- The average rent in York according to Rightmove was £873, showing an uplift of 8.21% from the same time last year.
- Rents grew year on year in 5 areas
- The areas where prices fell were:
YO31 (Heworth, Huntington, The Groves, Layerthorpe) – (11.04%)
- 196 properties Let Agreed in February 2021, a 5.95% increase from the same time last year.
- Available stock on the market was 25% greater than the same time last year.
- 8.79% more properties being instructed to market
Industry insight from Ashley Mehr, Head of Residential Lettings at Churchills Letting & Estate Agents:
“What I find fascinating about our industry and reviewing data is that from month-to-month you can see polarised viewpoints on how the property market is performing. In January 2021’s Rental Market Index things felt a tad bleak (even allowing for seasonality – what with January generally being a less buoyant time in the rental market). To elaborate, in Jan 2021, 5 areas of York on average showed rental value decline whereas more or less the opposite can be said this month indicating a much more positive picture to paint.
Whilst there are a quarter more properties on the market than the same time a year ago, the increase in properties being Let Agreed YOY is promising and most likely down to consumer confidence beginning to return, simply seasonal factors or if we think back to February of last year as the term Coronavirus became more prevalent in our vernacular, at that time may have impacted negatively on the York rental market.
So, what can we expect from the data in the coming months? Well comparing to last years’ figures, one will not need to go on a whim to say we can expect to see a dramatic rise year on year in the number of properties Let Agreed.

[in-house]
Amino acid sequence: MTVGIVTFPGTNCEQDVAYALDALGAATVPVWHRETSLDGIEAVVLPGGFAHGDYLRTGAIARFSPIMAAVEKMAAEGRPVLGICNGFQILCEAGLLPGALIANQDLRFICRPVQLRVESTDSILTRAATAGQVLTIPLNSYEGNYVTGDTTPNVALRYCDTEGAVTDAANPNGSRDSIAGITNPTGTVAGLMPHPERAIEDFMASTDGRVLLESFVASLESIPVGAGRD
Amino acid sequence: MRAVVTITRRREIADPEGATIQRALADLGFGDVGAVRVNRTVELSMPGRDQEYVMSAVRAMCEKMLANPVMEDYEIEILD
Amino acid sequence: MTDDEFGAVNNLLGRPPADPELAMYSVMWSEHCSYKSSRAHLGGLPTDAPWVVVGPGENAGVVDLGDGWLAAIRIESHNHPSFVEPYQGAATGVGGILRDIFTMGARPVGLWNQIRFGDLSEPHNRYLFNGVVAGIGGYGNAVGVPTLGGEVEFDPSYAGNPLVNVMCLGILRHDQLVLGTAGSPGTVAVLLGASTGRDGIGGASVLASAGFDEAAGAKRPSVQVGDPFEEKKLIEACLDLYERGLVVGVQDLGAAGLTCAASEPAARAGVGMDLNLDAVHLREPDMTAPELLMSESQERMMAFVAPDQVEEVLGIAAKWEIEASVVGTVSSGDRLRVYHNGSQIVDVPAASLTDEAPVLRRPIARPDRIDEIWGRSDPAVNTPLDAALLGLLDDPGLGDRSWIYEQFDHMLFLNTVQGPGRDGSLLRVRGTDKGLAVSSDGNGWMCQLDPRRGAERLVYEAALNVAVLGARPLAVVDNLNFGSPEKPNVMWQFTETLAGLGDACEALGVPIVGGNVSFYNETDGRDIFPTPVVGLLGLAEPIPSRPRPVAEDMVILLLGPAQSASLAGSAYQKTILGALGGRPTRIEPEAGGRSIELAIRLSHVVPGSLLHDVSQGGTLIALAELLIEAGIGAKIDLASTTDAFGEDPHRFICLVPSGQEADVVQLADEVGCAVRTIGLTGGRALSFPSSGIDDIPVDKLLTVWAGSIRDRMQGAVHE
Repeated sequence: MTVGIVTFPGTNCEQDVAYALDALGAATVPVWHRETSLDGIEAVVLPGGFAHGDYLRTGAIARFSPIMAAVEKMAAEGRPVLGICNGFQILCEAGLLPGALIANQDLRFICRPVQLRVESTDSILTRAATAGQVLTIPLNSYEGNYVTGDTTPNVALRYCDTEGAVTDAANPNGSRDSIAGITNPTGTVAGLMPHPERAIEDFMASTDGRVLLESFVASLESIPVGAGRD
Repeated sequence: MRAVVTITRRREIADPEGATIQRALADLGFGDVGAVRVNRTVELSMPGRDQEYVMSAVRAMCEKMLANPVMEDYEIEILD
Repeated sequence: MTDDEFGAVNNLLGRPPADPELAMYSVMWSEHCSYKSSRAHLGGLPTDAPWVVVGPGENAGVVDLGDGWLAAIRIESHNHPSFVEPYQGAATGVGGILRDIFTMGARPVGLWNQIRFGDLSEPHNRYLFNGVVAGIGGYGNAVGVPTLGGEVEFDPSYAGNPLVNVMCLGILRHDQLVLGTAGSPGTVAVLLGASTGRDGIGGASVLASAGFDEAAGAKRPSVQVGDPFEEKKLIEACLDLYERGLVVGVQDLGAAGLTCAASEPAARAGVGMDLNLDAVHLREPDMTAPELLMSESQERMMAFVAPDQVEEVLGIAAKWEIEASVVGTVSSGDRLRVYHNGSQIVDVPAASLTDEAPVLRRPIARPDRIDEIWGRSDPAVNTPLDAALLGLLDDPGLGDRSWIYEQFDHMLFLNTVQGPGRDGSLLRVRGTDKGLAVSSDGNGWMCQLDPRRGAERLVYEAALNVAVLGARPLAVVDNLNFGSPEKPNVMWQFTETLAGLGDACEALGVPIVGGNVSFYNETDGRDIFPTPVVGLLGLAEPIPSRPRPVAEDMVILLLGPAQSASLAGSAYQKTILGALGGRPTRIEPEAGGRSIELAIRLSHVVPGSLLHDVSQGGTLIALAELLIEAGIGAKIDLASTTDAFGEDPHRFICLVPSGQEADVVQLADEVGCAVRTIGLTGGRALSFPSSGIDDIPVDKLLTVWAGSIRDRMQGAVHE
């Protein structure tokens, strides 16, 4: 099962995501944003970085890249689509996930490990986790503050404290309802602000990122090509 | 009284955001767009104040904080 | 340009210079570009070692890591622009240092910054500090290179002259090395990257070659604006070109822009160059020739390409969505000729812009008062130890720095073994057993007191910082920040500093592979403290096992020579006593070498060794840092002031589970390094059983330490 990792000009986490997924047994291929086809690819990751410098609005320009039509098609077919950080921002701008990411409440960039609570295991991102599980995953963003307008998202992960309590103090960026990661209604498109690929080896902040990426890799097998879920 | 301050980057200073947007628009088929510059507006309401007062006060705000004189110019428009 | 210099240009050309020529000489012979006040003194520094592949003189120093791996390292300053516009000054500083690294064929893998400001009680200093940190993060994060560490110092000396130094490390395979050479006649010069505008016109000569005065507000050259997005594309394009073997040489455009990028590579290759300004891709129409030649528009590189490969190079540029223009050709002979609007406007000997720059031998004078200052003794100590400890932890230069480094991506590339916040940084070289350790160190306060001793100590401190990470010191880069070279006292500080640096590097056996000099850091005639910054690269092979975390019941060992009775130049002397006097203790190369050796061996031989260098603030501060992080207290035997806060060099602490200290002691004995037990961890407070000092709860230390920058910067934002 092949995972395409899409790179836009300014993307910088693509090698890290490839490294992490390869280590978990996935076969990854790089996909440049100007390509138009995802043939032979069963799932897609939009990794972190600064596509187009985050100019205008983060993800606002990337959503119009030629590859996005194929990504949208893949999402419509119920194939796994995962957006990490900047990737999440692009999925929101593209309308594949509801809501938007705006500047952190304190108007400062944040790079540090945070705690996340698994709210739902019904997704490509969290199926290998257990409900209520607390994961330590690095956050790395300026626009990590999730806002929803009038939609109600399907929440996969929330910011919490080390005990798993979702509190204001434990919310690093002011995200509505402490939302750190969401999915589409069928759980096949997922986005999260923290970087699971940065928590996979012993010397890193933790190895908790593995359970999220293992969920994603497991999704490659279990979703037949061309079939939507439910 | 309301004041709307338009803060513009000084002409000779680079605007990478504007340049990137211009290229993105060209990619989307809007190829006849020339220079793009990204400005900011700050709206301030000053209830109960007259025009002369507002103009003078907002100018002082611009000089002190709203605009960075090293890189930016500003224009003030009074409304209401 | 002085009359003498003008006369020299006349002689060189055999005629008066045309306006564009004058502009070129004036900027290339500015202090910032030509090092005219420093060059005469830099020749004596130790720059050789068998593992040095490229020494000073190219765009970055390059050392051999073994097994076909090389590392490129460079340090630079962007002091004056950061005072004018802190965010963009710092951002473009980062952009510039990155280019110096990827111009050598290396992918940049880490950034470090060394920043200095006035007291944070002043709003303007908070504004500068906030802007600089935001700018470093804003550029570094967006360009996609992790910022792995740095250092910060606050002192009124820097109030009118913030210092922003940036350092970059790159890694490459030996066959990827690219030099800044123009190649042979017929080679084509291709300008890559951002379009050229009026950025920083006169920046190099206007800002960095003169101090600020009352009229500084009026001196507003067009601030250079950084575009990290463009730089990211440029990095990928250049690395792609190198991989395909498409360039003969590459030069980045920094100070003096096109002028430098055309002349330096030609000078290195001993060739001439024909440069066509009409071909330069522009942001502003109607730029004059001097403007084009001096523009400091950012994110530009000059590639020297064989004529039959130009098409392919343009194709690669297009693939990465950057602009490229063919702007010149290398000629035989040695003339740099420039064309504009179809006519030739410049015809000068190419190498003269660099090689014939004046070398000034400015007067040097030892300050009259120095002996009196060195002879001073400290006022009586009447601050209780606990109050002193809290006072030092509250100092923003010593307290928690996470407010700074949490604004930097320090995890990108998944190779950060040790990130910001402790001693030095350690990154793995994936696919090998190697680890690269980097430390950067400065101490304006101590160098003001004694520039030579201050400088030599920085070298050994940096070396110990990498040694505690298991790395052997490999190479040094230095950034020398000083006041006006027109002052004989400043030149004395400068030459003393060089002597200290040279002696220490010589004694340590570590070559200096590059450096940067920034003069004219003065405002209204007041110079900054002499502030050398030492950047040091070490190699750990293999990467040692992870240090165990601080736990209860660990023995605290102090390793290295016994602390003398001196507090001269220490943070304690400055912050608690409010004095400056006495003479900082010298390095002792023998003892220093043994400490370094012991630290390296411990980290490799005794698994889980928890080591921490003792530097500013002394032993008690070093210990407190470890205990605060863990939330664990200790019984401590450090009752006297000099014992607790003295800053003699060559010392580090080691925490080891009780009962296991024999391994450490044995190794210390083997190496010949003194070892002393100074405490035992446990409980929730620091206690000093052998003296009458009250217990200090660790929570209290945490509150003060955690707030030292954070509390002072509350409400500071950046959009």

With the Chancellors recent Spring Budget announcing that Furlough arrangements have been extended to September 2021, tenants remaining on Furlough may be more inclined to stay put as opposed to moving.
On the flipside, as the Prime Ministers Roadmap end of last month portrayed a light at the end of the tunnel with schools opening beginning of March, major parts of the economy reopening in April and so on, I feel confident in edging back to some semblance of normality.
I am mindful that tenants who work in sectors such as hospitality have had a rough ride over the last 12 months so am in support of their policies introduced to help them make ends meet!
Something which may come as a relief to landlords is that the rumours surrounding increases in Capital Gains Tax have not come into fruition ‘yet’ which inevitably could drive up rents if landlords decide to sell up their properties prior to this change occurring. I’ve mentioned in other articles the general frustration in the sector at the level of government intervention in the Private Rental Sector but as the government seek to recoup the deficit over the last year, I cannot help but feel landlords are the easy target. Just to add this government intervention shouldn’t act as a deterrent in investing in property but rather just a necessity at being savvier with your rental properties and seeking professional advice. Property is still a lucrative asset class with lending continuing to be at an all-time low.”